Best Stand Up Paddle Board for Surfing
In general, there are two kinds of stand up paddle surfing: performance surfing, and longboard style surfing; which (not surprisingly) require different types of boards! Depending on what kind of surfing appeals to you, and they waves on offer at your local spots - these two things will dictate what kind of board to look for.
Stand Up Paddleboards are designed with five major elements, that make them more or less suitable for surfing. These are: Length, Width, Volume, Rocker and the type of fins used.
For performance surfing, shorter SUP boards are usually better. The shorter they are, the less weight they will have and the quicker they will manoeuvre. For longboard surfing, you need a ‘longboard’ of course! ‘Long’ for a SUP board is around the 10-12ft mark, which offers a lot of variety. You can even use a lot of flat water cruising boards as longboard style surfboards.
The width of a stand up paddle board mostly relates to how stable they are in the water. Wider equals more stability, and anything less than 29 inches wide is better for intermediate riders and above. Sometimes though, going wider might mean MORE manoeuvrability, depending on the outline of a board.
Ask your local shop expert about each particular boards width and how it will relate to your surfing style. At the upper end, 36 inches wide is about as big as they come. These paddle boards are suited for heavy riders in small waves only.
You can’t stand up and paddle on a board that doesn’t float, so volume is a great indicator of how easy it will be to stand on your board out the back (while you’re not surfing). Volume of a board is defined in Litres, and directly refers to how much water is displaced by a SUP when it’s submerged in a body of water.
Less volume, means less floatation and more manoeuvrability (usually). More volume makes a SUP paddleboard easier to balance on, but harder to turn when you’re up and surfing. High performance boards are all below 100L of volume, longboards can be up to 140L!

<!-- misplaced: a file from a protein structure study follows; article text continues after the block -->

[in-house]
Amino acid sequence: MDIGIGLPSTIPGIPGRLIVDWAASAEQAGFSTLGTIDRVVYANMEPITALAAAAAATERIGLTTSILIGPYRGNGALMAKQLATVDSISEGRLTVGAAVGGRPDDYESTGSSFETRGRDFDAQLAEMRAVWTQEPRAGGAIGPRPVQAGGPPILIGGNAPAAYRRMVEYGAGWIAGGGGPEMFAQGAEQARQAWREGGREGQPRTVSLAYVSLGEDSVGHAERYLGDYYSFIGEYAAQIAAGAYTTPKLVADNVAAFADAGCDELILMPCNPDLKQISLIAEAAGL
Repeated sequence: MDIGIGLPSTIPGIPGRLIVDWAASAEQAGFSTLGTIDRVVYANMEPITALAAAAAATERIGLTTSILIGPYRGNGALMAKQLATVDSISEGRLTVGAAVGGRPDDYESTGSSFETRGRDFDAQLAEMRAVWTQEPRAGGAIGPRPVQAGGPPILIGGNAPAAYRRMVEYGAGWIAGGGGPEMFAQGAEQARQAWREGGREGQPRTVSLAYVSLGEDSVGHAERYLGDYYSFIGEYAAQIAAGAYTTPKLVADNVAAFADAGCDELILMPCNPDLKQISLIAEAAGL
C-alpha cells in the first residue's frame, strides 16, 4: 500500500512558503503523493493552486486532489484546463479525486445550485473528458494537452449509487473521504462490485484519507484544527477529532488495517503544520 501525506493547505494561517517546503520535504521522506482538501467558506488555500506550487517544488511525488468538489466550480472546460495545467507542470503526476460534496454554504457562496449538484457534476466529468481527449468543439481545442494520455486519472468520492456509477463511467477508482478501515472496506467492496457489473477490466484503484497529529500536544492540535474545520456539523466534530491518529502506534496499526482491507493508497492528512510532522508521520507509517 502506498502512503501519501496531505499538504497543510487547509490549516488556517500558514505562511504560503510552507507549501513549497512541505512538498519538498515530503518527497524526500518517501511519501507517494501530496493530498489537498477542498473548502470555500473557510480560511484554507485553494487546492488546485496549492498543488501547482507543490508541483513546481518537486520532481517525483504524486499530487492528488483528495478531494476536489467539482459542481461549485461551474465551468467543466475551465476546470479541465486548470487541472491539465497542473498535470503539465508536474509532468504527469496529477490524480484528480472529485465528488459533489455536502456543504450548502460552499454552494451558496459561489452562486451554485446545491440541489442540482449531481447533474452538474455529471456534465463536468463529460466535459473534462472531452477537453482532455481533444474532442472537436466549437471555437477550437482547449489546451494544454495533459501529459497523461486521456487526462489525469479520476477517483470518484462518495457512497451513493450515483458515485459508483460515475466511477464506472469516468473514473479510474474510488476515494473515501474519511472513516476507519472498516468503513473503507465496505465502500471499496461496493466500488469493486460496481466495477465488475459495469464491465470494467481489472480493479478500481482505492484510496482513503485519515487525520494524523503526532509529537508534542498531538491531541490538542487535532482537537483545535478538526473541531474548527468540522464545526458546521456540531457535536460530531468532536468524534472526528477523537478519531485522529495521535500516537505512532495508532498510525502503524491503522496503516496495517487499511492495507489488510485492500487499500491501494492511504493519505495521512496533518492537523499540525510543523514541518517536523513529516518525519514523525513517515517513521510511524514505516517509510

A boards ‘rocker’, refers to how much it’s bent from nose to tail. Like a banana. A really curvy banana would be said to have ‘lots of rocker’, and a flat banana might be referred to as having ‘shallow rocker’. When it comes to surfing, more rocker, especially in the tail of a board helps it fit into steeper sections of the wave better, and to turn faster. The more rocker a board has however, the slower it will go. This isn’t a problem on big waves, but for small waves or flat water paddling, you will need a board with a flatter rocker line.
One Fin? Three fins? 5 Fins? There are so many options out there for fin placement, and then you have the fins themselves! For your first surfboard stick to the basics – longboard style SUP surfing will need one big fin, and maybe two smaller thruster fins. Performance surfing, your board will have 3, 4 or 5 fin boxes in the board. If you have 3, then you’re surfing a thruster. The front two fins will be slightly bigger than the back one, and you’ll enjoy snappy turns with a ‘loose’ feel. If you have 4, then you’re surfing a quad – these boards are still snappy to turn, but because of the extra fin, feel more ‘locked in’. 5 Fin boxes? Great! You get to choose either a quad, or thruster setup.
How to choose?
Now you know what all these terms mean, head on down to the closes place with stand up boards for sale (or check out the massive range right here in the buy and sell). Have a chat with the shop staff, or check each board against the Length, Width, Volume, Rocker and fin setup above, and you’ll be onto a great new stand up paddle board for surfing.
Bump Betty Does it Again!
It's not an event ok! But this weekend, 24 paddlers raced from Point Arkwright to Cotton Tree, Matt Nottage and Kate Baker were the winners, and it will be on again next year. Want an invite? You can't have one!
New Years 'Sup-olution' ideas for Stand Up Paddlers!!
It's that time of year again! Make a difference to your paddling in 2018, by setting some goals and targets for your paddling.
JOB and Lenny go foiling at HUGE Pipeline!
These two mates have been waiting for a solid foil session all Hawaiian winter. Finally, the scored one, hitting pipeline with the foil.